Speaking yesterday at the opening of the 70th anniversary celebrations of the OAS, at the Regional Headquarters of the Mona Campus of The University of the West Indies (UWI), on March 5, Mrs. Johnson Smith informed that Jamaica and its people have had multiple “high impact” benefits from the organisation, which has been in existence in Jamaica since 1969.
“At the community level, the Peckham Bamboo Pre-Processing Project, for example, has assisted in capacity building in the area of agro-processing and has generated significant employment opportunities,” she said.
Mrs. Johnson Smith added that the OAS has also been responsible for “providing institutional strengthening for courts for drug-related offences, the Project for Rapid Situation Assessment on Drug and Alcohol Use in Jamaica and other projects on security, corruption prevention and money laundering investigations.”
“Our juvenile offenders have also benefitted significantly from meaningful rehabilitation programmes, such as the New Path Project as well as the Democratizing Innovation in the Americas (DIA) Lab Project,” she informed.
The DIA Lab Project equips urban youth to be innovators by training them in cutting-edge technologies and giving them the tools necessary to transform their communities.
On a broader level, Mrs. Johnson Smith noted that the OAS has been responsible for establishing “effective regional and international partnerships.”
“The General Assembly represents a major multilateral forum for political dialogue that has assisted in finding solutions to various regional issues; for example the mediation role played by the OAS in facilitating dialogue on border conflicts between Belize and Guatemala, Guyana and Venezuela and Belize and Honduras, among others,” she said.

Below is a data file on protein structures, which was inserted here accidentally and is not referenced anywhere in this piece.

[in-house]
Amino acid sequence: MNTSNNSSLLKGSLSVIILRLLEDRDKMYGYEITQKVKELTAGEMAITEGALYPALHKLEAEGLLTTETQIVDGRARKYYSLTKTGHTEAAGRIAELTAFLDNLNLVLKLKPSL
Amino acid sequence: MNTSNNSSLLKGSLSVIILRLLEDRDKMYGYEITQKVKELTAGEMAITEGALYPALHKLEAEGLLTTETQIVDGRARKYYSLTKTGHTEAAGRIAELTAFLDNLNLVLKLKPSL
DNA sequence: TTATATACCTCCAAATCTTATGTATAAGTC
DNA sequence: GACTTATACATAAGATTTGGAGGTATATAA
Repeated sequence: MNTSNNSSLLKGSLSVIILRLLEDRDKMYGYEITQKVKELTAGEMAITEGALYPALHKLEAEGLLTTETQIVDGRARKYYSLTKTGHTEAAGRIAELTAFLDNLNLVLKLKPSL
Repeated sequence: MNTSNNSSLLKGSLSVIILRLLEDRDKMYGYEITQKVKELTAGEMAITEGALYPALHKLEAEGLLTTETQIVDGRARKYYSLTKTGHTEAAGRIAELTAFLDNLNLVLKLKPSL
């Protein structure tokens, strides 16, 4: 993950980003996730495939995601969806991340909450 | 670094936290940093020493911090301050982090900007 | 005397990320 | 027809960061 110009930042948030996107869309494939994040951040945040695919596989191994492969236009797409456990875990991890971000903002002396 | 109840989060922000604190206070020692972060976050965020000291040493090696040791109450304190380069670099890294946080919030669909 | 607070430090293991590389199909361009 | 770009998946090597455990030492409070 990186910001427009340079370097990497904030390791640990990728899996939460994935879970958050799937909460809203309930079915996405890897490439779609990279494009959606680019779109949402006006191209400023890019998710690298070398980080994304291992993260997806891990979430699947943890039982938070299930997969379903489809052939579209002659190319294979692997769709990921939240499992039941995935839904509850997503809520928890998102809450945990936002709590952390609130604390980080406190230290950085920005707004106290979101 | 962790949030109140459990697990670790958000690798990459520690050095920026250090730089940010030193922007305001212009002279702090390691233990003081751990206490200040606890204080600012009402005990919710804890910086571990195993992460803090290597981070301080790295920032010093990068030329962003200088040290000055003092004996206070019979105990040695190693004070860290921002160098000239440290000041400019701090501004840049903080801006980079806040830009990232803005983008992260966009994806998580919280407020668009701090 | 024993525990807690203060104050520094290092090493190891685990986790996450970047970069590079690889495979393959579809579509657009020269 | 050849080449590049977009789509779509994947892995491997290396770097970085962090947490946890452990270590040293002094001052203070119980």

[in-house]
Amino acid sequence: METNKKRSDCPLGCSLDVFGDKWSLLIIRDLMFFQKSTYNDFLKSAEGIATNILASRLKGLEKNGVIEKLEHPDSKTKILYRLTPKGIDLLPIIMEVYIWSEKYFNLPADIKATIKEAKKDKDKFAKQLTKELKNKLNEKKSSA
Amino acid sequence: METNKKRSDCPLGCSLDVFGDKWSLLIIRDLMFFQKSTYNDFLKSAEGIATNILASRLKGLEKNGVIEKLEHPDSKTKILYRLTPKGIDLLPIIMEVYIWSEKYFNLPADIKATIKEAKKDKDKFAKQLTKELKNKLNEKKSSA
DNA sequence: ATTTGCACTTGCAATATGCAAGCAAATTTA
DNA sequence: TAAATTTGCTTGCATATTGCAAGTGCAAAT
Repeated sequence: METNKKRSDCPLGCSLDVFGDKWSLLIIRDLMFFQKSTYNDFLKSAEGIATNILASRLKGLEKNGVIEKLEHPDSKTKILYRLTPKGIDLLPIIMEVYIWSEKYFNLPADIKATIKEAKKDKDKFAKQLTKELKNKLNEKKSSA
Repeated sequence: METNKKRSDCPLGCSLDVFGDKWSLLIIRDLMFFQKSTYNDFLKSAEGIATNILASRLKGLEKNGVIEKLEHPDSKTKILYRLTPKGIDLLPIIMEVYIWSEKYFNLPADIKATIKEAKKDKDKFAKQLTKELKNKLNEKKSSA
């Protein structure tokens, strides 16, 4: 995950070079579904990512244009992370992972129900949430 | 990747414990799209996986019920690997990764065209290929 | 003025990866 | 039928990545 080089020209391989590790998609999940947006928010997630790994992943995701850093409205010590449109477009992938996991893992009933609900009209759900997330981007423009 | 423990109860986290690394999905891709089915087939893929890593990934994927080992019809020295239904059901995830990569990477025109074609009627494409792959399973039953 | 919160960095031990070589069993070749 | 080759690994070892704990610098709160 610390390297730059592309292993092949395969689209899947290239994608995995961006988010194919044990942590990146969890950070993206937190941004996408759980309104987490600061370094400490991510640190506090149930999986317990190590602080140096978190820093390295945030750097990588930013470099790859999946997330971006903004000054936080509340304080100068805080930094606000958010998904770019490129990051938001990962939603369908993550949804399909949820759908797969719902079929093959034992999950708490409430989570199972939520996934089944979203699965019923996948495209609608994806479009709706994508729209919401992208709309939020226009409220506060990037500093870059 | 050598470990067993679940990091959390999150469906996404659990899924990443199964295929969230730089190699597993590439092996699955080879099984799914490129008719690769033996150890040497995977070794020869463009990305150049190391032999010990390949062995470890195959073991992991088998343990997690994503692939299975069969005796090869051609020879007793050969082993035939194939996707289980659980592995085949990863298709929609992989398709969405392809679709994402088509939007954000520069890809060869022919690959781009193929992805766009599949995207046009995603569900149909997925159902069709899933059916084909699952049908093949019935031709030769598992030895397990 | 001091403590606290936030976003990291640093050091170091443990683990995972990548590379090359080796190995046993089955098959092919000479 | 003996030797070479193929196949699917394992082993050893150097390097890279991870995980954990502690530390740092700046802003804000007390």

Mrs. Johnson Smith used the opportunity to affirm Jamaica’s appreciation of the work of the Inter-American Commission on Human Rights (IACHR), one of the most well-known institutions of the OAS.
Meanwhile, in his remarks, Assistant Secretary General of the OAS, Nestor Mendez, charted the role and critical areas of involvement of the OAS within the region.
Among them is the work to strengthen democracy among governments, political parties, as well as academic institutions.
In Guatemala, the OAS and the United States Department of State have been working to train all judges, magistrates and prosecutors of Mexico, Dominican Republic and other Central American countries in fighting cybercrimes and strengthening cyber- security.
Charting the way forward for the OAS, Mr. Mendez noted that the organisation’s future will rely on the optimisation of technology to meet its operational needs to the benefit of its member states and towards cost efficiencies, procedural expediency and the management of resources.
“There will also be an increased focus on the empowerment of youth of the Americas and women of our continent towards a transformative agenda for balance and equity,” he said.
In the commemorative booklet to celebrate the OAS’ 70th anniversary, OAS Representative in Jamaica, Jeanelle van Glaanen Weygel, affirmed her organisation’s continued support to Jamaica and its people.
The opening ceremony was followed by a panel discussion on: ‘The Contribution of the OAS to the hemisphere and the OAS’ impact on the Peoples of the Americas’.
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